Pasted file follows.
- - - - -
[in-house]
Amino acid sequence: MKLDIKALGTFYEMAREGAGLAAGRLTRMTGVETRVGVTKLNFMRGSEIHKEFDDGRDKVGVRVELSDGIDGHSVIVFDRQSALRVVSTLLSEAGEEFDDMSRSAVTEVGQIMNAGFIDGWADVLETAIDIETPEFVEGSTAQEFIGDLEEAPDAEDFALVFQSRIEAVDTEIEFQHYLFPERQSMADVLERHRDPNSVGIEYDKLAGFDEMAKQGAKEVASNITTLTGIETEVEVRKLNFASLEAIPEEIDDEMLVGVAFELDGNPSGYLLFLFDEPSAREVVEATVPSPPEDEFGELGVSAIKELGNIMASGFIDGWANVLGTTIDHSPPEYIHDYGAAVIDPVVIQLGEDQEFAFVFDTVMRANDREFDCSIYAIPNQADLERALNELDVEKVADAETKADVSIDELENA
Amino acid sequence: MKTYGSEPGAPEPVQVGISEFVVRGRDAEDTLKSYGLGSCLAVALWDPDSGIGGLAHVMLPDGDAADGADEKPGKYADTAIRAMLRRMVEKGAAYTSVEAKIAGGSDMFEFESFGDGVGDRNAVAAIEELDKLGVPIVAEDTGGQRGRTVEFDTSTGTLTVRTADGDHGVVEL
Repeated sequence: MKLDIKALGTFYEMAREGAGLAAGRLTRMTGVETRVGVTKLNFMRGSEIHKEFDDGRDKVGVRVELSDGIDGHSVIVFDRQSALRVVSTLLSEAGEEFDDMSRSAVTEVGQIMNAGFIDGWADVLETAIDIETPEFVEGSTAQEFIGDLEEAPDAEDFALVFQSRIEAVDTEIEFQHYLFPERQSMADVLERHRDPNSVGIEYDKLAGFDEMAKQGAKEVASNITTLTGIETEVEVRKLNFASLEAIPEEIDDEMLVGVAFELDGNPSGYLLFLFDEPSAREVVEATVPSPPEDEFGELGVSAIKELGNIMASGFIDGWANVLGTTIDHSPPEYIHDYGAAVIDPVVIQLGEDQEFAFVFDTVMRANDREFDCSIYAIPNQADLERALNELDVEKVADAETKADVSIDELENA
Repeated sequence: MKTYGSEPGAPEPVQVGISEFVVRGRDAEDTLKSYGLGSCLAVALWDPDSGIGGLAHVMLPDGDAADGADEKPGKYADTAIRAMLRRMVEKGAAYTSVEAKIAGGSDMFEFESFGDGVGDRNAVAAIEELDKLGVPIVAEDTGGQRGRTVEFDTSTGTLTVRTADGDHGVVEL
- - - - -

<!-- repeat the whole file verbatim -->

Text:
[in-house]
Amino acid sequence: MKLDIKALGTFYEMAREGAGLAAGRLTRMTGVETRVGVTKLNFMRGSEIHKEFDDGRDKVGVRVELSDGIDGHSVIVFDRQSALRVVSTLLSEAGEEFDDMSRSAVTEVGQIMNAGFIDGWADVLETAIDIETPEFVEGSTAQEFIGDLEEAPDAEDFALVFQSRIEAVDTEIEFQHYLFPERQSMADVLERHRDPNSVGIEYDKLAGFDEMAKQGAKEVASNITTLTGIETEVEVRKLNFASLEAIPEEIDDEMLVGVAFELDGNPSGYLLFLFDEPSAREVVEATVPSPPEDEFGELGVSAIKELGNIMASGFIDGWANVLGTTIDHSPPEYIHDYGAAVIDPVVIQLGEDQEFAFVFDTVMRANDREFDCSIYAIPNQADLERALNELDVEKVADAETKADVSIDELENA
Amino acid sequence: MKTYGSEPGAPEPVQVGISEFVVRGRDAEDTLKSYGLGSCLAVALWDPDSGIGGLAHVMLPDGDAADGADEKPGKYADTAIRAMLRRMVEKGAAYTSVEAKIAGGSDMFEFESFGDGVGDRNAVAAIEELDKLGVPIVAEDTGGQRGRTVEFDTSTGTLTVRTADGDHGVVEL
Repeated sequence: MKLDIKALGTFYEMAREGAGLAAGRLTRMTGVETRVGVTKLNFMRGSEIHKEFDDGRDKVGVRVELSDGIDGHSVIVFDRQSALRVVSTLLSEAGEEFDDMSRSAVTEVGQIMNAGFIDGWADVLETAIDIETPEFVEGSTAQEFIGDLEEAPDAEDFALVFQSRIEAVDTEIEFQHYLFPERQSMADVLERHRDPNSVGIEYDKLAGFDEMAKQGAKEVASNITTLTGIETEVEVRKLNFASLEAIPEEIDDEMLVGVAFELDGNPSGYLLFLFDEPSAREVVEATVPSPPEDEFGELGVSAIKELGNIMASGFIDGWANVLGTTIDHSPPEYIHDYGAAVIDPVVIQLGEDQEFAFVFDTVMRANDREFDCSIYAIPNQADLERALNELDVEKVADAETKADVSIDELENA
Repeated sequence: MKTYGSEPGAPEPVQVGISEFVVRGRDAEDTLKSYGLGSCLAVALWDPDSGIGGLAHVMLPDGDAADGADEKPGKYADTAIRAMLRRMVEKGAAYTSVEAKIAGGSDMFEFESFGDGVGDRNAVAAIEELDKLGVPIVAEDTGGQRGRTVEFDTSTGTLTVRTADGDHGVVEL